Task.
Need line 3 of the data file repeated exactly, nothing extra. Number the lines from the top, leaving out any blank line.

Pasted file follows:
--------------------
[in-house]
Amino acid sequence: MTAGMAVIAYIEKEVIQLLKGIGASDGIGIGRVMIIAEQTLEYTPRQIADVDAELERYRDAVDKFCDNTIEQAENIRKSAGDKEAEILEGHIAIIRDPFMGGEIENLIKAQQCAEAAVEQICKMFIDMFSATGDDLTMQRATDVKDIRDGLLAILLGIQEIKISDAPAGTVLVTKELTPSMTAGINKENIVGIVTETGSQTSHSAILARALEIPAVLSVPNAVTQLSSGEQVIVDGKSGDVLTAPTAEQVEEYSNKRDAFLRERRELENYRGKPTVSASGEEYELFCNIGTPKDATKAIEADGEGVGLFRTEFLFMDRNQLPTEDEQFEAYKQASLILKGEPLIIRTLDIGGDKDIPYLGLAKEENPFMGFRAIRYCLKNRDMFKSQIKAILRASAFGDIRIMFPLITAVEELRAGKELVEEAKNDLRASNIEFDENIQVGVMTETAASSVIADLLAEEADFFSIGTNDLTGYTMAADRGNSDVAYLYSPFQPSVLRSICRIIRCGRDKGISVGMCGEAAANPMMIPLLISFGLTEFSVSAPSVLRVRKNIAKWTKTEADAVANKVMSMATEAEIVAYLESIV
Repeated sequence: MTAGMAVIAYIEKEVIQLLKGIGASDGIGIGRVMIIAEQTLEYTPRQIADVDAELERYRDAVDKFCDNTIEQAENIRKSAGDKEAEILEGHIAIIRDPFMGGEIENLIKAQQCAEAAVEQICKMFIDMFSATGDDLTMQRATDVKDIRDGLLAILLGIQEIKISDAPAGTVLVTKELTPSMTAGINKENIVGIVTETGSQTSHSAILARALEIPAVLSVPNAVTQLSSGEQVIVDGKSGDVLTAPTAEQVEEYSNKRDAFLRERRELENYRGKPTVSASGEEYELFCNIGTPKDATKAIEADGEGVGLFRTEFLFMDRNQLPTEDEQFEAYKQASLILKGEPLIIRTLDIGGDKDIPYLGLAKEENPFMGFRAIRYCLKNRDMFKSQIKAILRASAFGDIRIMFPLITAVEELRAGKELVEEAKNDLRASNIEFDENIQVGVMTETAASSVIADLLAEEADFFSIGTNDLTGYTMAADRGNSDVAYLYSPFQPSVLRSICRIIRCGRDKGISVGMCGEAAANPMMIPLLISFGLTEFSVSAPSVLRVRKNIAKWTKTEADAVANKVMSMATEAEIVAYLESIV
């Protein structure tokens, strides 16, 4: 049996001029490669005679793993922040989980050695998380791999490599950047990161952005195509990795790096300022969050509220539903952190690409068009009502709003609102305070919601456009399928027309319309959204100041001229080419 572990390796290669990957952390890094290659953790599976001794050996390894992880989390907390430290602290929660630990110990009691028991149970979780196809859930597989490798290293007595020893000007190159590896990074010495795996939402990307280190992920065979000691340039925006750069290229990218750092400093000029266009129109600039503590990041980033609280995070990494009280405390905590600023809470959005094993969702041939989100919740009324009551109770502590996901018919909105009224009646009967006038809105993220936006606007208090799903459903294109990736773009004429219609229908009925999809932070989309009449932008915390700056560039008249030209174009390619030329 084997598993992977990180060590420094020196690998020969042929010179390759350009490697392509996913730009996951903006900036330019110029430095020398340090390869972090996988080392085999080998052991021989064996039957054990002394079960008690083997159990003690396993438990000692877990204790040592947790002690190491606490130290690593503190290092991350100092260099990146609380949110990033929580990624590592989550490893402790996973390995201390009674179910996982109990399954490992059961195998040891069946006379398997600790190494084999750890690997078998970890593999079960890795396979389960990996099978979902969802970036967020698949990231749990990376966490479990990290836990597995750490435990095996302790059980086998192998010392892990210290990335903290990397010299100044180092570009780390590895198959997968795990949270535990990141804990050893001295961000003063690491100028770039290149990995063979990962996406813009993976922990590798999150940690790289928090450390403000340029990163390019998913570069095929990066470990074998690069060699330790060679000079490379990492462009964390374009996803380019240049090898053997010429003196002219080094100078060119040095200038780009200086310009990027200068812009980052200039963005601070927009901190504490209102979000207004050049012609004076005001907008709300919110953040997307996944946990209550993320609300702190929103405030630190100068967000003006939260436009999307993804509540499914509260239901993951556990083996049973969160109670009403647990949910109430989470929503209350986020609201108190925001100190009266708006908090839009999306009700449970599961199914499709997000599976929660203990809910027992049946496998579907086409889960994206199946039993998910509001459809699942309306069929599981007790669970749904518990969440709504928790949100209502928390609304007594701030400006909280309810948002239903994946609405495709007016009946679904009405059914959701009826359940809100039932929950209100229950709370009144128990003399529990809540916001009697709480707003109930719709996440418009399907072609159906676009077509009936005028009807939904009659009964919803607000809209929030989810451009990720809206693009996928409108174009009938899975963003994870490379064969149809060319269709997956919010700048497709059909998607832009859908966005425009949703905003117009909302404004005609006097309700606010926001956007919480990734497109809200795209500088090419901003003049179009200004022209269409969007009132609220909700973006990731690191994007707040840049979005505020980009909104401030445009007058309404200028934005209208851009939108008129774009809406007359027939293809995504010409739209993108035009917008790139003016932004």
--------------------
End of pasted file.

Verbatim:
Repeated sequence: MTAGMAVIAYIEKEVIQLLKGIGASDGIGIGRVMIIAEQTLEYTPRQIADVDAELERYRDAVDKFCDNTIEQAENIRKSAGDKEAEILEGHIAIIRDPFMGGEIENLIKAQQCAEAAVEQICKMFIDMFSATGDDLTMQRATDVKDIRDGLLAILLGIQEIKISDAPAGTVLVTKELTPSMTAGINKENIVGIVTETGSQTSHSAILARALEIPAVLSVPNAVTQLSSGEQVIVDGKSGDVLTAPTAEQVEEYSNKRDAFLRERRELENYRGKPTVSASGEEYELFCNIGTPKDATKAIEADGEGVGLFRTEFLFMDRNQLPTEDEQFEAYKQASLILKGEPLIIRTLDIGGDKDIPYLGLAKEENPFMGFRAIRYCLKNRDMFKSQIKAILRASAFGDIRIMFPLITAVEELRAGKELVEEAKNDLRASNIEFDENIQVGVMTETAASSVIADLLAEEADFFSIGTNDLTGYTMAADRGNSDVAYLYSPFQPSVLRSICRIIRCGRDKGISVGMCGEAAANPMMIPLLISFGLTEFSVSAPSVLRVRKNIAKWTKTEADAVANKVMSMATEAEIVAYLESIV